Maria Metsalu // the power of performance art - Photographs of 'Mademoiselle x' by  - Alan Proosa
Photographs of 'Mademoiselle x' by Alan Proosa

Maria Metsalu // the power of performance art

Maria Metsalu graduated from the School for New Dance Development in Amsterdam in 2016, and takes on the joint roles of artist, performer, choreographer and facilitator. Her practice has evolved from her working as a solo artist, to one in which she works collaboratively, often facilitating other artists in her work. She combines music, collage, voice, and movement in what shares both offline and online.

Metsalu is aware of how the space in which she performs affects the way it is received. Her live performances take place in varying spaces, and Metsalu is conscious of how these spaces influence not only who will attend, but the way in which what she creates will be ingested; how audiences will react and how much time the audience will spend engaging with the work. “In general, I like to be given the possibility to show my work in many contexts and spaces because each different experience will keep informing the work further,” Metsalu explains in an interview with AQNB.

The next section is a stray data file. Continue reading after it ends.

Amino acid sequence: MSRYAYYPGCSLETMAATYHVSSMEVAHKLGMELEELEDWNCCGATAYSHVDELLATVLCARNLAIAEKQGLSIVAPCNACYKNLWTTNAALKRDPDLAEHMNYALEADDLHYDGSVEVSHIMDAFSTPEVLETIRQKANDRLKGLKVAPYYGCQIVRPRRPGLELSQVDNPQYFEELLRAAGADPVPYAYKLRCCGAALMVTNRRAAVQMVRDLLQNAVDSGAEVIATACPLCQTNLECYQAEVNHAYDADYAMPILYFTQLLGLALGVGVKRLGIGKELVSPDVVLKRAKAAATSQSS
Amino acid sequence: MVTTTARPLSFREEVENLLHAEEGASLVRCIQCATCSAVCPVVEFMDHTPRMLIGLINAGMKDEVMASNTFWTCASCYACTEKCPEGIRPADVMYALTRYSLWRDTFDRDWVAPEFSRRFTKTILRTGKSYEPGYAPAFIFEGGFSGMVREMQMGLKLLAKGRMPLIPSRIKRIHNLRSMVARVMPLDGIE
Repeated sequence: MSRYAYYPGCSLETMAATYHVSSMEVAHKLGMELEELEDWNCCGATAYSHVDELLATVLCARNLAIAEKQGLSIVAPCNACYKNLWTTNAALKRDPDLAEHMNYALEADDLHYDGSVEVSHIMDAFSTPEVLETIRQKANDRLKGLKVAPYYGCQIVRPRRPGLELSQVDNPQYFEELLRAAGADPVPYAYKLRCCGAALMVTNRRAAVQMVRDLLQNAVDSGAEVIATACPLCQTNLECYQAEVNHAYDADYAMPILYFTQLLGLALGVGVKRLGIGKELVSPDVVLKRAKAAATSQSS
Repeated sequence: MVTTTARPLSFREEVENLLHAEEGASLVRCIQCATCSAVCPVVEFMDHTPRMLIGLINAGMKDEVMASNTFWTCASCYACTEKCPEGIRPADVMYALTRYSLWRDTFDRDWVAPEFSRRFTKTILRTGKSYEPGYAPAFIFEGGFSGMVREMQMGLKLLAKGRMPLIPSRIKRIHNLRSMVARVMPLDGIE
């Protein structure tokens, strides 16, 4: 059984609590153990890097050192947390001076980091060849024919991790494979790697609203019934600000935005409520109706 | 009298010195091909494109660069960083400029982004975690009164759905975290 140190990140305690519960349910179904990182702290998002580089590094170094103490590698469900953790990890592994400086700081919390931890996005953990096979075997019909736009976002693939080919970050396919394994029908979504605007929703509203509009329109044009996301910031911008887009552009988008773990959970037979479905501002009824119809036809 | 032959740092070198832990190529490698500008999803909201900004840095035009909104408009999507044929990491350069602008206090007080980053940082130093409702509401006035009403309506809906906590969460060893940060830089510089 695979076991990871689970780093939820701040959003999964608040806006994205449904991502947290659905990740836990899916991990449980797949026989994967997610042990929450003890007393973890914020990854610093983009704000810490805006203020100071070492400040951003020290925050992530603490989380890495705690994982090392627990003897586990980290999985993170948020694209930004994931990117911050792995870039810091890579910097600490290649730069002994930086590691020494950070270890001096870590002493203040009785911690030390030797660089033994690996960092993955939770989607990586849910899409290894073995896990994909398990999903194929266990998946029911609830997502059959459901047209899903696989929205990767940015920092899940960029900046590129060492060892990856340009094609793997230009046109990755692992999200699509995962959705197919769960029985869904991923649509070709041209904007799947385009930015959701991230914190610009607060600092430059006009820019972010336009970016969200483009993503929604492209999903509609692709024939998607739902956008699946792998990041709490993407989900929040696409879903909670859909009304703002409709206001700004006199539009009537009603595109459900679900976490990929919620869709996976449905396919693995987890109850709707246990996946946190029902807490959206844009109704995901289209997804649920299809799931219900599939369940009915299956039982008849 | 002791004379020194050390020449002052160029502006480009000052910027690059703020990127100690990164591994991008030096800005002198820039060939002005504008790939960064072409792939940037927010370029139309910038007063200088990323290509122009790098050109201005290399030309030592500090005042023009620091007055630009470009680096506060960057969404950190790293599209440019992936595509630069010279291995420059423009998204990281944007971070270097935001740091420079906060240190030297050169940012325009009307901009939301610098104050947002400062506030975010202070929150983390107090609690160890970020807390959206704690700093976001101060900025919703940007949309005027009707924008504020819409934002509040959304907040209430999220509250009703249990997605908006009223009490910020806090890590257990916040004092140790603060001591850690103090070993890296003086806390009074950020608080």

Her work invites a kind of self-reflection for the audience, one in which viewers uncomfortably interrogate the tension between wanting to view, and a shyness about that desire. Therefore, her work engenders an attentiveness from those who view or experience it live that has a presence on its own.

Photographs of ‘Mademoiselle x’ by Alan Proosa

Mademoiselle x is one such work that demands this self-reflection. It is based on a semi-fictional character named Mademoiselle x who is convinced that she is a decomposing body. Despite this, she strongly believes that she is immortal. In this work, where the character occupies a kind of in between space, questions around what is possible, what is “too much” and what is the ending or beginning come to the fore.

Metsalu is also the co-founder of Young Boy Dancing Group, an evocative dance collective which explores similar themes to Maria’s own practice, such as voyeurism, interaction, and the power of movement. The group also challenges perceptions of gender and sexuality, and pulls apart the limits of institutionalized spaces.

To check out more of Metsalu’s work visit her website.

Young Boy Dancing Group

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